Noob: Why is the performance of release build so much better?

Sorry for the Noob question. I was executing my application after building with dev profile as well as the release profile. The performance of the release binary is significantly better than the debug binary. I understand that the compiler applies a bunch of optimizations to speed things up - what are some examples of such optimizations?

One of the most important optimizations I think is inlining. Rust uses a lot of small functions that would block optimizations if not inlined.

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Rust uses LLVM to optimize the code, and there are lots of big and small optimizations it applies. It's basically the same for Rust and C, so documentation for C applies:

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[profile.release]
lto = true

This setting is also your friend.

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I also know that Rust iterators gets heavily optimized. What is a struts with methods in dev might become a vectorized SIMD loop in release.

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Here are some optimisations off the top of my head:

  • Inlining - copies the body of a function into its caller
    • This lets you skip function call overhead (every time you call a function you need to update the stack pointer, copy inputs into registers or the stack, and set the return location)
    • Enables loads of other optimisations because now the optimiser can "see" more context when it is optimising a function
  • Vectorising - sometimes you can do the same operation to multiple pieces of data in one instruction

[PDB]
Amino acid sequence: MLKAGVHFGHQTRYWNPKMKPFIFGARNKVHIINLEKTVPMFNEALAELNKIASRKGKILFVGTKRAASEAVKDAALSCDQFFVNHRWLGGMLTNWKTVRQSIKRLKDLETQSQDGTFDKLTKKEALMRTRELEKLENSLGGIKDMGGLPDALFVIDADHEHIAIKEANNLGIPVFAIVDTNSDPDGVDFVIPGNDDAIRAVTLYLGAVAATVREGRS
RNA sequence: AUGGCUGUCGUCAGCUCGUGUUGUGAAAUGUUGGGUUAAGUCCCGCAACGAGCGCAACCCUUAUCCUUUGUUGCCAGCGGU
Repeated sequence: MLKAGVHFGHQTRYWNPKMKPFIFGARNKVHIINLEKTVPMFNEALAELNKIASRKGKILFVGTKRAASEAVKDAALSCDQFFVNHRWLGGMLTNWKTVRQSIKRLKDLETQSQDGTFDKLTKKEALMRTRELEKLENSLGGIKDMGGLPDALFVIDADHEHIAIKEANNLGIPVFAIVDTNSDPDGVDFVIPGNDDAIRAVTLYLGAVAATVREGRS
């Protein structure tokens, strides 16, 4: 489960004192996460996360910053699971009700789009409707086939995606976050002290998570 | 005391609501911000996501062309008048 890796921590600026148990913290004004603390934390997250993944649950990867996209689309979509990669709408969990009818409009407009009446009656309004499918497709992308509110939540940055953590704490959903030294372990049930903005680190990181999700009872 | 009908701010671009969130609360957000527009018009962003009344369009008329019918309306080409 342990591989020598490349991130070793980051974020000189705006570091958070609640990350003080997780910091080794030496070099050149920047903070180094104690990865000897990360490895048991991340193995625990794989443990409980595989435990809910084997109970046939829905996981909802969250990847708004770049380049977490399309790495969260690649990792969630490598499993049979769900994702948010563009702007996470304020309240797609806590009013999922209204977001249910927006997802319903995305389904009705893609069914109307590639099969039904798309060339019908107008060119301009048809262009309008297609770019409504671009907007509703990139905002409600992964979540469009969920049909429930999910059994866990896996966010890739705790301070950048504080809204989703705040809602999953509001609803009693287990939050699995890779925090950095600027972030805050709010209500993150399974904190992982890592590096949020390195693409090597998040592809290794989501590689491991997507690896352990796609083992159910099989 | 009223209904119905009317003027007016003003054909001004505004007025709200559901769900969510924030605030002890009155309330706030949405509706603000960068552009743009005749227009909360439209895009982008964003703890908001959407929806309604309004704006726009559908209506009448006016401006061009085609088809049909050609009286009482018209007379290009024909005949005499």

• Often involves SIMD
  • Constant folding - evaluate expressions at compile time
    • this means something like let x = 5 + 2 would be replaced with let x = 7
    • can also become more advanced, to the point where the compiler interprets a bunch of code at compile time
  • Detect common patterns
    • Some expressions (e.g. let mut sum = 0; for i in 0..10 { sum += i; }) have a closed form which lets you avoid the loop and maths, in this case, n*(n-1)/2
  • Dead code elimination - throw away code that you know can never be run
    • if previous optimisation passes result in something like if false { ... }, I can throw away the branch and generate straight line code (this is part of why you'll often skip bounds checks on iterators)
    • If you write something to a variable which never gets read, I can skip the write (you often see std::ptr::write_volatile() used to prevent this optimisation)
  • Copy elision - if I can see you are making unnecessary copies, I might be able to skip the copies and write to the destination directly
    • Often seen in Return Value Optimisation

C++ has the "as-if rule" which governs the optimisations a compiler is allowed to make.

This provision is sometimes called the “as-if” rule , because an implementation is free to disregard any requirement of this International Standard as long as the result is as if the requirement had been obeyed, as far as can be determined from the observable behavior of the program.

For instance, an actual implementation need not evaluate part of an expression if it can deduce that its value is not used and that no side effects affecting the observable behavior of the program are produced.

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Really fascinating. Thanks everyone for the all the great answers and reading materials!

If you're curious about how optimizations work, I recommend this talk as an introduction:


It's from a C++ conference, but it's about LLVM which is the same optimizer rustc uses, so is still highly applicable.